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Clin Genet. 2012 Jul;82(1):64-70. doi: 10.1111/j.1399-0004.2011.01694.x. Epub 2011 Jun 3.

Molecular testing in congenital adrenal hyperplasia due to 21α-hydroxylase deficiency in the era of newborn screening.

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  • 1Department of Pediatrics, University of Minnesota, 516 Delaware Street SE, Minneapolis, MN 55455, USA. saraf010@umn.edu

Abstract

Newborn screening (NBS) identifies the majority of classical [salt-wasting (SW) and simple-virilizing (SV)] cases of congenital adrenal hyperplasia (CAH) due to 21α-hydroxylase (21α-OHase) during the first days of life. Diagnosis of classical CAH is confirmed by follow-up serum 17-hydroxyprogesterone and/or the adrenocorticotropin stimulation test; however, neither test definitively distinguishes between the classical subtypes. After confirmation, all newborns are started on hydrocortisone (glucocorticoid) and fludrocortisone (mineralocorticoid) treatment. While initiating fludrocortisone treatment in classical CAH patients, independent of subtype and before SW signs or symptoms occur, prevents a life-threatening SW crisis, it may later complicate distinguishing between the classical subtypes. Genotype-phenotype correlations in 21α-OHase deficiency are excellent; however, molecular testing is not a regular part of the diagnostic workup. Molecular testing on 39 patients (25 identified by NBS) with an already established diagnosis of CAH identified 11 SW patients (8 identified by NBS) whose mutations suggested further biochemical and clinical reassessment of their subtype. Overall, SW accounted for 57.6% of our classical CAH patients, below the generally accepted figure that >75% of classical CAH are comprised of the SW form. In the era of NBS, molecular testing is a valuable supplemental tool identifying patients who may benefit from reassessment of their salt-retaining ability.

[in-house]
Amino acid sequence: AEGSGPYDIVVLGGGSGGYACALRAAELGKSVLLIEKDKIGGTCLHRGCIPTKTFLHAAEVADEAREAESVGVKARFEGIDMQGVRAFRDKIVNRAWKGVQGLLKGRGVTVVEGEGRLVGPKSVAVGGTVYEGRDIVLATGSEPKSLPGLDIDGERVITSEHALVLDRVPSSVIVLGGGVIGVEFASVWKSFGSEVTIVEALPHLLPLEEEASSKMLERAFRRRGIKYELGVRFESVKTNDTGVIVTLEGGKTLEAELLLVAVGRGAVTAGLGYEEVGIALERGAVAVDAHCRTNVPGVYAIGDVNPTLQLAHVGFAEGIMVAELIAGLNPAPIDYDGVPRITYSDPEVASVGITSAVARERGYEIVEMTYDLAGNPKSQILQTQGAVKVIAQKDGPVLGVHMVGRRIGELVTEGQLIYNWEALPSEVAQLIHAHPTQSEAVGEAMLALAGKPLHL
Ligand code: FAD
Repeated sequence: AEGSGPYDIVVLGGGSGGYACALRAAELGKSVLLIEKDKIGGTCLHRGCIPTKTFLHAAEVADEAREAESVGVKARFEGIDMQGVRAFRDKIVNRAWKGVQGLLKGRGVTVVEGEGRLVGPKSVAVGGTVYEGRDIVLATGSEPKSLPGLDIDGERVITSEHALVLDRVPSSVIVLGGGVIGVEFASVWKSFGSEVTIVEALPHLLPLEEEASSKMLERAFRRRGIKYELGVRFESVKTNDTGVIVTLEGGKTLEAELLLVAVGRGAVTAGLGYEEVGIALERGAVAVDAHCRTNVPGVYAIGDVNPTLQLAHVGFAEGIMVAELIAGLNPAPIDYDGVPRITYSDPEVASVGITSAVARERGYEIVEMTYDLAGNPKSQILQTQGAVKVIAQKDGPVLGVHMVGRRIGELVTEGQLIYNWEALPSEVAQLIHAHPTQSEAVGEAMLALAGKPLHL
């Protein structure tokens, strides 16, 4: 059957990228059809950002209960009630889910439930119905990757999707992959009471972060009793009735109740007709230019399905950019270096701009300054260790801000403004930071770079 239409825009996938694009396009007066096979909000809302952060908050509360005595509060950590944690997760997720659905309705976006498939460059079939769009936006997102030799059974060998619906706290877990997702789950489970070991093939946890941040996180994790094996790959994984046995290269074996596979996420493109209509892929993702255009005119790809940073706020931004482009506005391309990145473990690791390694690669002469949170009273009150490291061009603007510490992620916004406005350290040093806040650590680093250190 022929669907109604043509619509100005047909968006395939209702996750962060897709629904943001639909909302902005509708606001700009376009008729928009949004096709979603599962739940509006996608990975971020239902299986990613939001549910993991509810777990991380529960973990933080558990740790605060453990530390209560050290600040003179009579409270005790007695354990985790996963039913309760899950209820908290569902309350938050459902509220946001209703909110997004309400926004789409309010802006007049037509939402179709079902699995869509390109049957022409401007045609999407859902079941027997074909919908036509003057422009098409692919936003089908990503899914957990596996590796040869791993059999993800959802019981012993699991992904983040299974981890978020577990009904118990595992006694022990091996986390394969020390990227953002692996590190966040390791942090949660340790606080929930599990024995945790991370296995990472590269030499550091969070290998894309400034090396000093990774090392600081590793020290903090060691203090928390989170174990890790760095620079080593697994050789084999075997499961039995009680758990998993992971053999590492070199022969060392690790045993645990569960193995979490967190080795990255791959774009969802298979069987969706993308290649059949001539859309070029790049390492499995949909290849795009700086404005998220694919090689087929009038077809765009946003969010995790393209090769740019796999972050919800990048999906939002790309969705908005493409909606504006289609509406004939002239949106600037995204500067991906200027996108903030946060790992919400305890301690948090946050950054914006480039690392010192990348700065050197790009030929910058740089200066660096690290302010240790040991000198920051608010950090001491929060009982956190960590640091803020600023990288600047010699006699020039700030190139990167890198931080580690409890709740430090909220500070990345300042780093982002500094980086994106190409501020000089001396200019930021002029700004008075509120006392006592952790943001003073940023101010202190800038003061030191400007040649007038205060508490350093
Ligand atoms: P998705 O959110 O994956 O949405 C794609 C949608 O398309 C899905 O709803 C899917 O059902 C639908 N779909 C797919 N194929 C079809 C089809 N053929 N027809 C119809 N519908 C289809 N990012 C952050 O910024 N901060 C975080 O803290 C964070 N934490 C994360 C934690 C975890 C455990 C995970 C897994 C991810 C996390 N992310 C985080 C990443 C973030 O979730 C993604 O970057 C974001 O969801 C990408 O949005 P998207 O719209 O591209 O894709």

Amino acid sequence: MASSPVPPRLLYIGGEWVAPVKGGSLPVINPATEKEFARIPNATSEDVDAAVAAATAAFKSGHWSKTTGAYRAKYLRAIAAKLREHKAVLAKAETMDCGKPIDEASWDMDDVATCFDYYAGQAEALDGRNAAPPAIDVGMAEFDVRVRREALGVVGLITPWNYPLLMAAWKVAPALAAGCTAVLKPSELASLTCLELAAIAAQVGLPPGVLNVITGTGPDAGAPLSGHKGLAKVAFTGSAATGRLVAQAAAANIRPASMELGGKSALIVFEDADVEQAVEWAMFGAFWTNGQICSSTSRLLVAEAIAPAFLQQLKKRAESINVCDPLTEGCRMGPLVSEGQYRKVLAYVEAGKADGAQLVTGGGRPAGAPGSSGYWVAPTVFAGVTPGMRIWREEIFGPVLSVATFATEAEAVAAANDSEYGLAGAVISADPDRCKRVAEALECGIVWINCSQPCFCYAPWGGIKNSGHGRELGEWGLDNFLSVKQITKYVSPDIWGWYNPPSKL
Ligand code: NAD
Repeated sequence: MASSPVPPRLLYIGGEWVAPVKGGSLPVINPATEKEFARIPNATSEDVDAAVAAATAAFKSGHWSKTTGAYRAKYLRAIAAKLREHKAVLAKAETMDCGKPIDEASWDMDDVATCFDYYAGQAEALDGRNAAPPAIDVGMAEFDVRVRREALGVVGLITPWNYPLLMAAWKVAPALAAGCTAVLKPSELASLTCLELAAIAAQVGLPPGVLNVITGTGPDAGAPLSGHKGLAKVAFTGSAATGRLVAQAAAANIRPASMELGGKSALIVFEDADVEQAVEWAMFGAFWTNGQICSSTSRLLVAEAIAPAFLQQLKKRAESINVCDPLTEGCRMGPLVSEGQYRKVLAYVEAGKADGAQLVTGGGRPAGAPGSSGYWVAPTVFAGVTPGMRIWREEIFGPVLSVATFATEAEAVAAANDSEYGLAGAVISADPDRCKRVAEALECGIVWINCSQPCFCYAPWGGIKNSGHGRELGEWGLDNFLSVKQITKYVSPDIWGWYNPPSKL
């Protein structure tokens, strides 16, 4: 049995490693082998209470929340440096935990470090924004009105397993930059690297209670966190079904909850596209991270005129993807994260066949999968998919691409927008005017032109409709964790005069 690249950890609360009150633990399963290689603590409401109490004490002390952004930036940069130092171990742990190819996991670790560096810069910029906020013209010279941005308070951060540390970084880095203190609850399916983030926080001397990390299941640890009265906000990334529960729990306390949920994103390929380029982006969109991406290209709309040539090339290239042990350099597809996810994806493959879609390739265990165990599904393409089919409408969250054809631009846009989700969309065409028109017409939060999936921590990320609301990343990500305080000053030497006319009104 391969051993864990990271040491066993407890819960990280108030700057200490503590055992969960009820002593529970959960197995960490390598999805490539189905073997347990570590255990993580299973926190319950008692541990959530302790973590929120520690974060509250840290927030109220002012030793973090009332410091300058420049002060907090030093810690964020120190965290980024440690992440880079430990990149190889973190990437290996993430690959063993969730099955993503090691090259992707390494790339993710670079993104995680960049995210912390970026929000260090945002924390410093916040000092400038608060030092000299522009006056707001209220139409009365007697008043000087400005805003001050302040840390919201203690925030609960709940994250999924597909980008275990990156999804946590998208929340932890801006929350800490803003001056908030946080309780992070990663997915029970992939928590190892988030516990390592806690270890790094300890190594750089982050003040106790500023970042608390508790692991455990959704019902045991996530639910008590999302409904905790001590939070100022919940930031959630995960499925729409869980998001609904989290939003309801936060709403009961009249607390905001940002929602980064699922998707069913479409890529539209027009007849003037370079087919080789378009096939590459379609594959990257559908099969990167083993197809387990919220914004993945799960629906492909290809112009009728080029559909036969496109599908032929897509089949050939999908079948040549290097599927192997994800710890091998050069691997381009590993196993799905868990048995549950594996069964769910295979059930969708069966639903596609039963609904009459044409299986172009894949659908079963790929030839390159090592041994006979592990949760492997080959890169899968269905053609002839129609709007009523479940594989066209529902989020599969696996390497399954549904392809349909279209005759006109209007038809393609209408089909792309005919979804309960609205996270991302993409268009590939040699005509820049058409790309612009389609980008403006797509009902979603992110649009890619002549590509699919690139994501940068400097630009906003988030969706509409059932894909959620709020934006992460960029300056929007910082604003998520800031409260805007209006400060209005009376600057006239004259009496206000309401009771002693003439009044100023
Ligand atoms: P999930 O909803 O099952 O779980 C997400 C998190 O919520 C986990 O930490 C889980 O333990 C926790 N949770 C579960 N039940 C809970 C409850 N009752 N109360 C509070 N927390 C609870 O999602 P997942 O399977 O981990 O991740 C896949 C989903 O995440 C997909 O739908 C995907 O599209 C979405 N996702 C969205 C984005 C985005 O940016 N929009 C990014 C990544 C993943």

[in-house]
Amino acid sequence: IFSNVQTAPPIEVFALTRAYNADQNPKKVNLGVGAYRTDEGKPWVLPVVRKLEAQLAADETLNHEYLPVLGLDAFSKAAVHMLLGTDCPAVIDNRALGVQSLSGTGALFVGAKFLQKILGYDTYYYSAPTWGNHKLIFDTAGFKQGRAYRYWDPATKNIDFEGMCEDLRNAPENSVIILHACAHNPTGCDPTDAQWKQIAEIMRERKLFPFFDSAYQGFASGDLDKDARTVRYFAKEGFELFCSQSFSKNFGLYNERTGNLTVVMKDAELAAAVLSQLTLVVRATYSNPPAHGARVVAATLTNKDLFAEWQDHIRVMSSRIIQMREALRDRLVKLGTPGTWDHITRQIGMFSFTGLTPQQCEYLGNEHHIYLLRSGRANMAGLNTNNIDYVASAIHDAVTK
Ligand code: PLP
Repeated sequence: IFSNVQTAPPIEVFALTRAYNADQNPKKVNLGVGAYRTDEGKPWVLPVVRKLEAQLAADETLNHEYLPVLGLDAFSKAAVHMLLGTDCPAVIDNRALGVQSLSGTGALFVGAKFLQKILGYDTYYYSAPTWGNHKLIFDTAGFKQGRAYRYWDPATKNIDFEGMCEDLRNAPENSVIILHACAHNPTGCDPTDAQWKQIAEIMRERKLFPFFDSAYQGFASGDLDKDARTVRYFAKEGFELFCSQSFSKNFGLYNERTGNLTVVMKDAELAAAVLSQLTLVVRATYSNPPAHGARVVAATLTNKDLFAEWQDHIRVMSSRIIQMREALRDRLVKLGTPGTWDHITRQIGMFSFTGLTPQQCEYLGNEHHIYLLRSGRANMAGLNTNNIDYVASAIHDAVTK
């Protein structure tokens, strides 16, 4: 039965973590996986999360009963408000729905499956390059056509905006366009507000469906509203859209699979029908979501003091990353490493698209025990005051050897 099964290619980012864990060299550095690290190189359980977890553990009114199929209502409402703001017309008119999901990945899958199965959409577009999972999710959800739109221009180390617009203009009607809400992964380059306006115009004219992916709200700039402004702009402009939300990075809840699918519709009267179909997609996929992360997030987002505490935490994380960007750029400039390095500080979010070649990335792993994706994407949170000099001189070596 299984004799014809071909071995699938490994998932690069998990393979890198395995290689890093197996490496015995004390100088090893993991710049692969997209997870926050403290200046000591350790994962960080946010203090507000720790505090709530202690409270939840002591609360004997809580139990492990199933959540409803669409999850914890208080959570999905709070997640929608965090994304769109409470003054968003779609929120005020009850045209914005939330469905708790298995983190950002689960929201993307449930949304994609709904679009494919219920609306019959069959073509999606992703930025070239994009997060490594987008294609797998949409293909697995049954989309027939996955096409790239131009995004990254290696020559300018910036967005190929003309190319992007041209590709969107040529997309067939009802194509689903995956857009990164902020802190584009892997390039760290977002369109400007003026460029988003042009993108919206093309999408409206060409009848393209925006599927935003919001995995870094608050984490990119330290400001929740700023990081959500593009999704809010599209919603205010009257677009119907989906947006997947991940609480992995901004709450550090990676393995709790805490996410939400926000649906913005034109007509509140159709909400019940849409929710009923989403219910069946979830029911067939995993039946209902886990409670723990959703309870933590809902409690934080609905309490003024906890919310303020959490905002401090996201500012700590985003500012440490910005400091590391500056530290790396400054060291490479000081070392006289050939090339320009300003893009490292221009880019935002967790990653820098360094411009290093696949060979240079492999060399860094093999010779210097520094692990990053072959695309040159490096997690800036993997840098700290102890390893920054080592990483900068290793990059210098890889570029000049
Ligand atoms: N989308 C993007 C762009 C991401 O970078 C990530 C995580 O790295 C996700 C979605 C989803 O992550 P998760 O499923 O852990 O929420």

© 2011 John Wiley & Sons A/S.

PMID:
21534945
[PubMed - indexed for MEDLINE]
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